1. One of the innumerable luminous bodies seen in the
heavens; any heavenly body other than the sun, moon,
comets, and nebulae.
His eyen twinkled in his head aright,
As do the stars in the frosty night. --Chaucer.
Note: The stars are distinguished as planets, and fixed
stars. See Planet, Fixed stars under Fixed, and
Magnitude of a star under Magnitude.
2. The polestar; the north star. --Shak.
3. (Astrol.) A planet supposed to influence one's destiny;
(usually pl.) a configuration of the planets, supposed to
O malignant and ill-brooding stars. --Shak.
Blesses his stars, and thinks it luxury. --Addison.
4. That which resembles the figure of a star, as an ornament
worn on the breast to indicate rank or honor.
On whom . . .
Lavish Honor showered all her stars. --Tennyson.
5. Specifically, a radiated mark in writing or printing; an
asterisk [thus, *]; -- used as a reference to a note, or
to fill a blank where something is omitted, etc.
6. (Pyrotechny) A composition of combustible matter used in
the heading of rockets, in mines, etc., which, exploding
in the air, presents a starlike appearance.
7. A person of brilliant and attractive qualities, especially
on public occasions, as a distinguished orator, a leading
theatrical performer, etc.
Note: Star is used in the formation of compound words
generally of obvious signification; as, star-aspiring,
star-bespangled, star-bestudded, star-blasting,
star-bright, star-crowned, star-directed, star-eyed,
star-headed, star-paved, star-roofed, star-sprinkled,
Blazing star, Double star, Multiple star, Shooting
star, etc. See under Blazing, Double, etc.
Nebulous star (Astron.), a small well-defined circular
nebula, having a bright nucleus at its center like a star.
Star anise (Bot.), any plant of the genus Illicium; -- so
called from its star-shaped capsules.
Star apple (Bot.), a tropical American tree (Chrysophyllum
Cainito), having a milky juice and oblong leaves with a
silky-golden pubescence beneath. It bears an applelike
fruit, the carpels of which present a starlike figure when
cut across. The name is extended to the whole genus of
about sixty species, and the natural order (Sapotaceae)
to which it belongs is called the Star-apple family.
Star conner, one who cons, or studies, the stars; an
astronomer or an astrologer. --Gascoigne.
Star coral (Zool.), any one of numerous species of stony
corals belonging to Astraea, Orbicella, and allied
genera, in which the calicles are round or polygonal and
contain conspicuous radiating septa.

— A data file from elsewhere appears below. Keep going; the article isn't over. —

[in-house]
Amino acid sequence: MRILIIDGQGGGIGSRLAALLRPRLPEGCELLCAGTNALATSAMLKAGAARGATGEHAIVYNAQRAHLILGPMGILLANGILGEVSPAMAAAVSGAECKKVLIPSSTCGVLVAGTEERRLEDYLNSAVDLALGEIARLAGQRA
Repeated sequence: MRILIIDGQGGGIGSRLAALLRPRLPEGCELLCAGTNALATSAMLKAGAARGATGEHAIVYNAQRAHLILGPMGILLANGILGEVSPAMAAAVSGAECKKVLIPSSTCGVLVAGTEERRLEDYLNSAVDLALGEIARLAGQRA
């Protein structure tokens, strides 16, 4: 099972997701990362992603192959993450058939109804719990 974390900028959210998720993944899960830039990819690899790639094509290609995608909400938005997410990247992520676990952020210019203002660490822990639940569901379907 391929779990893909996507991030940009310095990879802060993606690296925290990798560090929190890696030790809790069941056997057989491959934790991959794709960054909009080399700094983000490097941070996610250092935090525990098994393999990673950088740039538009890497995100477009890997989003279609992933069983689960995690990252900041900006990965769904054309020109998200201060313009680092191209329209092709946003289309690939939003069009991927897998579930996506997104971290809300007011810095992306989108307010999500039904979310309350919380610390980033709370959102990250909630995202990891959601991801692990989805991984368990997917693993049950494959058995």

Star cucumber. (Bot.) See under Cucumber.
Star flower. (Bot.)
(a) A plant of the genus Ornithogalum;
(b) See Starwort
(c) An American plant of the genus Trientalis
(Trientalis Americana). --Gray.
Star fort (Fort.), a fort surrounded on the exterior with
projecting angles; -- whence the name.
Star gauge (Ordnance), a long rod, with adjustable points
projecting radially at its end, for measuring the size of
different parts of the bore of a gun.
Star grass. (Bot.)
(a) A small grasslike plant (Hypoxis erecta) having
star-shaped yellow flowers.
(b) The colicroot. See Colicroot.
Star hyacinth (Bot.), a bulbous plant of the genus Scilla
(Scilla autumnalis); -- called also star-headed
Star jelly (Bot.), any one of several gelatinous plants
(Nostoc commune, Nostoc edule, etc.). See Nostoc.
Star lizard. (Zool.) Same as Stellion.
Star-of-Bethlehem (Bot.), a bulbous liliaceous plant
(Ornithogalum umbellatum) having a small white starlike
Star-of-the-earth (Bot.), a plant of the genus Plantago
(Plantago coronopus), growing upon the seashore.
Star polygon (Geom.), a polygon whose sides cut each other
so as to form a star-shaped figure.
Stars and Stripes, a popular name for the flag of the
United States, which consists of thirteen horizontal
stripes, alternately red and white, and a union having, in
a blue field, white stars to represent the several States,
one for each.
With the old flag, the true American flag, the
Eagle, and the Stars and Stripes, waving over the
chamber in which we sit. --D. Webster.
Star showers. See Shooting star, under Shooting.
Star thistle (Bot.), an annual composite plant (Centaurea
solstitialis) having the involucre armed with stout
Star wheel (Mach.), a star-shaped disk, used as a kind of
ratchet wheel, in repeating watches and the feed motions
of some machines.
Star worm (Zool.), a gephyrean.
Temporary star (Astron.), a star which appears suddenly,
shines for a period, and then nearly or quite disappears.
These stars were supposed by some astronomers to be
variable stars of long and undetermined periods. More
recently, variations star in start intensity are
classified more specifically, and this term is now
obsolescent. See also nova. [Obsolescent]
Variable star (Astron.), a star whose brilliancy varies
periodically, generally with regularity, but sometimes
irregularly; -- called periodical star when its changes
occur at fixed periods.
Water star grass (Bot.), an aquatic plant (Schollera
graminea) with small yellow starlike blossoms.